Independent: Free speech and censorship are not mutually exclusive

This article was first published in The Independent.

Eamonn Holmes has found himself in hot water over This Morning’s coverage of 5G conspiracy theories. The ITV programme gave airtime to the comprehensively-debunked idea – which has already resulted in arson and vandalism of wireless towers and telecoms equipment – that 5G infrastructure is linked to the spread of coronavirus. Holmes, wholly unnecessarily and wildly irresponsibly, appeared to give the theory credence by saying on air that dismissing it “suits the state narrative”.

This incident is emblematic of the “both sides” culture in British media, one that has allowed misinformation to gain legitimacy. Take, for example, the BBC’s infamous climate denial interview with Nigel Lawson. As a neoliberal, I believe in freedom above almost all else, but those defending the freedom to air these kinds of ideas are disingenuously weaponising the notion of freedom. This speech is dangerous; quite simply, spreading the 5G conspiracy theory is likely to lead to further damage to property.

Put plainly, censorship works. Now that climate denialism has been a taboo in mainstream media for some time, its public support is tumbling. Similarly, the decisions of social media companies to suspend the accounts of the likes of Milo Yiannopoulos, Alex Jones and Tommy Robinson have collapsed their public profiles.

My belief in the importance of a small state goes hand-in-hand with allowing the private sector to act against harmful speech. Everyone should have the right to free speech, but no one has the right to a platform. Eamonn Holmes is free to quit his job at ITV and start an obscure livestream where he can ponder conspiracy theories to his heart’s content, but he has no right to do so on the This Morning sofa.

Arresting Eamonn Holmes for his questionable stance would be wrong, but sacking him would be justifiable, given the demonstrable harm of his words. The difference is that the state is not doing the censoring, so there is no centralised decision-making over what counts as harmful speech, nor unaccountable shutting down of individuals, which reeks of authoritarianism and would give rise to much more understandable objections from those concerned with the preservation of liberties.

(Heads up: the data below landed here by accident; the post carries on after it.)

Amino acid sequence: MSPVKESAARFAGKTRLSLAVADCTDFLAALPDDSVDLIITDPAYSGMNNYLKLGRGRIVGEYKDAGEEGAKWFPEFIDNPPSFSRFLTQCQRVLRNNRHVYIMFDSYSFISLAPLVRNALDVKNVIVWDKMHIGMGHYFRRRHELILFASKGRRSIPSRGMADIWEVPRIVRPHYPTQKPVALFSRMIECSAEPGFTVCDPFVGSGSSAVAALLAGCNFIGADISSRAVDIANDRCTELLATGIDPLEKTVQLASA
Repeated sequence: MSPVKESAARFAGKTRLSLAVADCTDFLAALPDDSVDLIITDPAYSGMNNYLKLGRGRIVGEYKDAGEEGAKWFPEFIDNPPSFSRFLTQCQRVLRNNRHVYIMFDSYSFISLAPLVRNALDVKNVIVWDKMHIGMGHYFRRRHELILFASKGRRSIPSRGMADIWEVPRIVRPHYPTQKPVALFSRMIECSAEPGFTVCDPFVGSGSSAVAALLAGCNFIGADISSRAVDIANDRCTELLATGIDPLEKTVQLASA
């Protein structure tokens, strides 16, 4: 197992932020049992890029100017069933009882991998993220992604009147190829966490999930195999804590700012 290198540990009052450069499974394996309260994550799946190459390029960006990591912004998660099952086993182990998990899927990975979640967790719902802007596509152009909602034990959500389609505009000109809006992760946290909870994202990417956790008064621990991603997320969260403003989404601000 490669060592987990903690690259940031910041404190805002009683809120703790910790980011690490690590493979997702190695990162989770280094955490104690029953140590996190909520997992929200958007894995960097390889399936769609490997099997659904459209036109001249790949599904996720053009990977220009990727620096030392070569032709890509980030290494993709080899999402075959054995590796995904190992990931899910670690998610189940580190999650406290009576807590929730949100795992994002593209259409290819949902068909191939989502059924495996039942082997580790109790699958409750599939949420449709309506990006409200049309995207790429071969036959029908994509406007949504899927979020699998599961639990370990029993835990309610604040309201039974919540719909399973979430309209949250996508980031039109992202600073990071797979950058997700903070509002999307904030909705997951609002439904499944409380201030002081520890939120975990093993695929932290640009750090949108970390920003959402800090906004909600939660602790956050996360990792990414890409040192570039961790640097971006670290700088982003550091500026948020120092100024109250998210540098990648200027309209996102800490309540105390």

Rather, under the types of censorship I seek to defend, private corporations independently censor the words of the public-facing employees, like ITV with Holmes, or deny their services to individuals who misuse their platforms, like Facebook with Yiannopoulos. That is why it is possible to believe in both freedom and censorship. Private censorship is perfectly compatible with pro-freedom ideologies.

Organic censorship of dangerous speech, free from government interference, such as restricting what morning TV presenters can blithely discuss on air or removing hate preachers from Facebook, is not a threat to free speech. Rather, it shows that the market of ideas is working well in filtering out bad ideas.

We can see the market at work when dangerous speech emerges. ITV has already suffered a huge amount of bad press over the 5G incident. Its brand has been dragged through the mud online. On Wednesday, Holmes engaged in a lengthy row-back in an attempt to erase his ill-considered comment, presumably following an angry phone call from upstairs.

This episode also serves as a self-sufficient warning against making similar mistakes in future. Other broadcasters are already treading very carefully. For instance, BBC technology correspondent Rory Cellan-Jones was at pains to stress on the Radio 4 Today programme that the alleged link between 5G and coronavirus is a “particularly deranged theory”.

Similarly, when Facebook and Twitter removed Yiannopoulos et al from their platforms, the coverage they received was overwhelmingly positive and their brands’ images enjoyed a notable boost. People liked the fact that there has been a crackdown on the dissemination of hate speech. Only a tiny minority abandoned the mainstream social media sites in favour of niche uncensored ones like Gab and Telegram, where the exiled bigots had been forced to migrate.

Promoting conspiracies and serving as vehicle for hate, as well as being morally troubling, are bad for business. As is so often the case, the direction of market pressure aligns with the public good.

This is the market doing what it does best. Those who, like me, believe in the power of the free market ought to drop their fetishisation of individual liberty on this issue and recognise the censorship of harmful speech and the no-platforming of contrarian morons as the valid market forces they are.

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